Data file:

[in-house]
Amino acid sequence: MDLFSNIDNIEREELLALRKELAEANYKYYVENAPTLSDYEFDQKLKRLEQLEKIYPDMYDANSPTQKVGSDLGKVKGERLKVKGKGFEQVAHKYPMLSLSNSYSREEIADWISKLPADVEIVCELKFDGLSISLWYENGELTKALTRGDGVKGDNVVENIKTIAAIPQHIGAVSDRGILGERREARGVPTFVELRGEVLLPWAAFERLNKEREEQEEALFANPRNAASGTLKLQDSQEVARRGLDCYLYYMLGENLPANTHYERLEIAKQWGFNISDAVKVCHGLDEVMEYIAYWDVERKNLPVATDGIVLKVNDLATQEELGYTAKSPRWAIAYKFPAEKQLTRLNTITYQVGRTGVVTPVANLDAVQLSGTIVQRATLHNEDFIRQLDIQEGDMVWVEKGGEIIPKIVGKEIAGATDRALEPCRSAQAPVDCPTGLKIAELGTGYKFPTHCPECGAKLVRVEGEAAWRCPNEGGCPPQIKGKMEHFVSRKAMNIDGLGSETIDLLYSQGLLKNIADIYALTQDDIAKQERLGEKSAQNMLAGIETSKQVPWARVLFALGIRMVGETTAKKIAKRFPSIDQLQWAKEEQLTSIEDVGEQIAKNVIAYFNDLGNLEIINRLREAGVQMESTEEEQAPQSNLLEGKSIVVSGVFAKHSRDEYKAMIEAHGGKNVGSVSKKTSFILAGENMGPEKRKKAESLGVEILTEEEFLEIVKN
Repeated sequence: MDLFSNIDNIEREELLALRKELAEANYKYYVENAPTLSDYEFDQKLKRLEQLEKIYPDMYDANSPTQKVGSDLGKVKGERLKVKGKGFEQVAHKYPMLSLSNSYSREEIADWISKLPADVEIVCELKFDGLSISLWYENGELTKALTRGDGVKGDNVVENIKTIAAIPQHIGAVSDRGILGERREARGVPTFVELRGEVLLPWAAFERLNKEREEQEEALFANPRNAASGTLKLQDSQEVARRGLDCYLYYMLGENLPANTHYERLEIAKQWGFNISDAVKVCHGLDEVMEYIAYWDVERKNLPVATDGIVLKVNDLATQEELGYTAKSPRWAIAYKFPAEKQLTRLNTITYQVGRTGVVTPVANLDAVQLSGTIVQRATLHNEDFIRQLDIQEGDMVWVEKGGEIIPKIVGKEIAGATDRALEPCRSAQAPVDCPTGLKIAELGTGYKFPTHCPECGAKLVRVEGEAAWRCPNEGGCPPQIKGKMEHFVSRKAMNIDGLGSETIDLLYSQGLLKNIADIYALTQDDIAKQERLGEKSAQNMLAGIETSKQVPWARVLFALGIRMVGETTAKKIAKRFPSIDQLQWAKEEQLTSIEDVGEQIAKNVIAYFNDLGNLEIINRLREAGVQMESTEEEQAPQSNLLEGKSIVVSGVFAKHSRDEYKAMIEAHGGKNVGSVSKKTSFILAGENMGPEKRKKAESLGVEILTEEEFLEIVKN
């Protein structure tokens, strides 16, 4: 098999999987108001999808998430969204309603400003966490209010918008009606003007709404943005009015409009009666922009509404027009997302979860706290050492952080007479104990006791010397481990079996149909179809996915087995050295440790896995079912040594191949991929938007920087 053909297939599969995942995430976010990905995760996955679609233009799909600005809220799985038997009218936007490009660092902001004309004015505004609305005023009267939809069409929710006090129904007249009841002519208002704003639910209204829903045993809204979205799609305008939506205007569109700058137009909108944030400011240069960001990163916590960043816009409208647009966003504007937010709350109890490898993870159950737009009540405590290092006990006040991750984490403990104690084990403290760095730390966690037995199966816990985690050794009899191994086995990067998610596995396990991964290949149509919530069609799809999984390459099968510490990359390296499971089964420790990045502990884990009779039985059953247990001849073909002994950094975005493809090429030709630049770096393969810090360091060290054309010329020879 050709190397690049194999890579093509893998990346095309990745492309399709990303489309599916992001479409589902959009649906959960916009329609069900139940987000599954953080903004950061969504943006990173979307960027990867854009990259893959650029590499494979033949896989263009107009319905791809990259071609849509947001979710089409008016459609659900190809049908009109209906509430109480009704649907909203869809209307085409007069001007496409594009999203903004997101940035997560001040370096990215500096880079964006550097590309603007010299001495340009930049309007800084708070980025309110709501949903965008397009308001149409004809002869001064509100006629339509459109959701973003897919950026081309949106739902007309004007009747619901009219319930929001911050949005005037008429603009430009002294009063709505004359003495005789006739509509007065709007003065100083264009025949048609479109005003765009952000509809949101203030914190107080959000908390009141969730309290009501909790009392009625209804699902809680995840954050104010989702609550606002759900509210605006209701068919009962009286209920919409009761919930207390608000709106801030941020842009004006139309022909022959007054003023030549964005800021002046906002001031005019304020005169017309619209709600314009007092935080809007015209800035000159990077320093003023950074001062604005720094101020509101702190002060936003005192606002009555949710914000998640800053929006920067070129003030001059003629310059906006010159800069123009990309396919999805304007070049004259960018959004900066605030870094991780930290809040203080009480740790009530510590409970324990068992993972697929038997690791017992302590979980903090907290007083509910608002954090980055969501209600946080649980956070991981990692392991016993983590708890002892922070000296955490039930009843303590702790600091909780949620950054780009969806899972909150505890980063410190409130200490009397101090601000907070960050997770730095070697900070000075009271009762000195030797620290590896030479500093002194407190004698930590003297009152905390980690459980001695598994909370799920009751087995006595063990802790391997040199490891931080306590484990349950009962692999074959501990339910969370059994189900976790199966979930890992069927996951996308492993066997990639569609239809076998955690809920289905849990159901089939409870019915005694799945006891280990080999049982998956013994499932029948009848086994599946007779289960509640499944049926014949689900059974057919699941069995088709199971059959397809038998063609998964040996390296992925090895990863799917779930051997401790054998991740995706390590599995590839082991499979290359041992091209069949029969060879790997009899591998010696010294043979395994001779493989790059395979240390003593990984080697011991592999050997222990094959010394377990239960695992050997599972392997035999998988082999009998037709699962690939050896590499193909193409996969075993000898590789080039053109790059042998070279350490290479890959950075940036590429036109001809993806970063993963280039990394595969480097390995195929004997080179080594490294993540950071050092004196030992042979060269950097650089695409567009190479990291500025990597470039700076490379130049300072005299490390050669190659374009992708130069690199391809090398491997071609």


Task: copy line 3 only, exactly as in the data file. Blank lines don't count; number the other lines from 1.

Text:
Repeated sequence: MDLFSNIDNIEREELLALRKELAEANYKYYVENAPTLSDYEFDQKLKRLEQLEKIYPDMYDANSPTQKVGSDLGKVKGERLKVKGKGFEQVAHKYPMLSLSNSYSREEIADWISKLPADVEIVCELKFDGLSISLWYENGELTKALTRGDGVKGDNVVENIKTIAAIPQHIGAVSDRGILGERREARGVPTFVELRGEVLLPWAAFERLNKEREEQEEALFANPRNAASGTLKLQDSQEVARRGLDCYLYYMLGENLPANTHYERLEIAKQWGFNISDAVKVCHGLDEVMEYIAYWDVERKNLPVATDGIVLKVNDLATQEELGYTAKSPRWAIAYKFPAEKQLTRLNTITYQVGRTGVVTPVANLDAVQLSGTIVQRATLHNEDFIRQLDIQEGDMVWVEKGGEIIPKIVGKEIAGATDRALEPCRSAQAPVDCPTGLKIAELGTGYKFPTHCPECGAKLVRVEGEAAWRCPNEGGCPPQIKGKMEHFVSRKAMNIDGLGSETIDLLYSQGLLKNIADIYALTQDDIAKQERLGEKSAQNMLAGIETSKQVPWARVLFALGIRMVGETTAKKIAKRFPSIDQLQWAKEEQLTSIEDVGEQIAKNVIAYFNDLGNLEIINRLREAGVQMESTEEEQAPQSNLLEGKSIVVSGVFAKHSRDEYKAMIEAHGGKNVGSVSKKTSFILAGENMGPEKRKKAESLGVEILTEEEFLEIVKN